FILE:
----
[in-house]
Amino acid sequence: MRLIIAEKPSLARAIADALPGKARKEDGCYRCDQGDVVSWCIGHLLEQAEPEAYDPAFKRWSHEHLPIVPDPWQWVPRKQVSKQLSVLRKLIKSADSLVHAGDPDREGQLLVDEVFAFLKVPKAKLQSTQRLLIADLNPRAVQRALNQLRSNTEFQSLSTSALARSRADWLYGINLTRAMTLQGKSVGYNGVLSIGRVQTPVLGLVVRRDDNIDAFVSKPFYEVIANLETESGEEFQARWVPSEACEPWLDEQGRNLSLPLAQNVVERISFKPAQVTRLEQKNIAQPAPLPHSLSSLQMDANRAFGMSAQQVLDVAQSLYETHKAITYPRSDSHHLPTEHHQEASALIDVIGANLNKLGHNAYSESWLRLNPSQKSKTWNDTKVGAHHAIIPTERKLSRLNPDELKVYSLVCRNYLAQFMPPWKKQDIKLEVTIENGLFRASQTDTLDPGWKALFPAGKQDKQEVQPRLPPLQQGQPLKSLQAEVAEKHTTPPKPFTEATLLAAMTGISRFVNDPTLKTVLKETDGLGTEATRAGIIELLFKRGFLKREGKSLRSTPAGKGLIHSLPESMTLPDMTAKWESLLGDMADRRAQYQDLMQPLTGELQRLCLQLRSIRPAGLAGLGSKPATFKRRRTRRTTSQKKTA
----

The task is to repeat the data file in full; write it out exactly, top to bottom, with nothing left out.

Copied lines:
[in-house]
Amino acid sequence: MRLIIAEKPSLARAIADALPGKARKEDGCYRCDQGDVVSWCIGHLLEQAEPEAYDPAFKRWSHEHLPIVPDPWQWVPRKQVSKQLSVLRKLIKSADSLVHAGDPDREGQLLVDEVFAFLKVPKAKLQSTQRLLIADLNPRAVQRALNQLRSNTEFQSLSTSALARSRADWLYGINLTRAMTLQGKSVGYNGVLSIGRVQTPVLGLVVRRDDNIDAFVSKPFYEVIANLETESGEEFQARWVPSEACEPWLDEQGRNLSLPLAQNVVERISFKPAQVTRLEQKNIAQPAPLPHSLSSLQMDANRAFGMSAQQVLDVAQSLYETHKAITYPRSDSHHLPTEHHQEASALIDVIGANLNKLGHNAYSESWLRLNPSQKSKTWNDTKVGAHHAIIPTERKLSRLNPDELKVYSLVCRNYLAQFMPPWKKQDIKLEVTIENGLFRASQTDTLDPGWKALFPAGKQDKQEVQPRLPPLQQGQPLKSLQAEVAEKHTTPPKPFTEATLLAAMTGISRFVNDPTLKTVLKETDGLGTEATRAGIIELLFKRGFLKREGKSLRSTPAGKGLIHSLPESMTLPDMTAKWESLLGDMADRRAQYQDLMQPLTGELQRLCLQLRSIRPAGLAGLGSKPATFKRRRTRRTTSQKKTA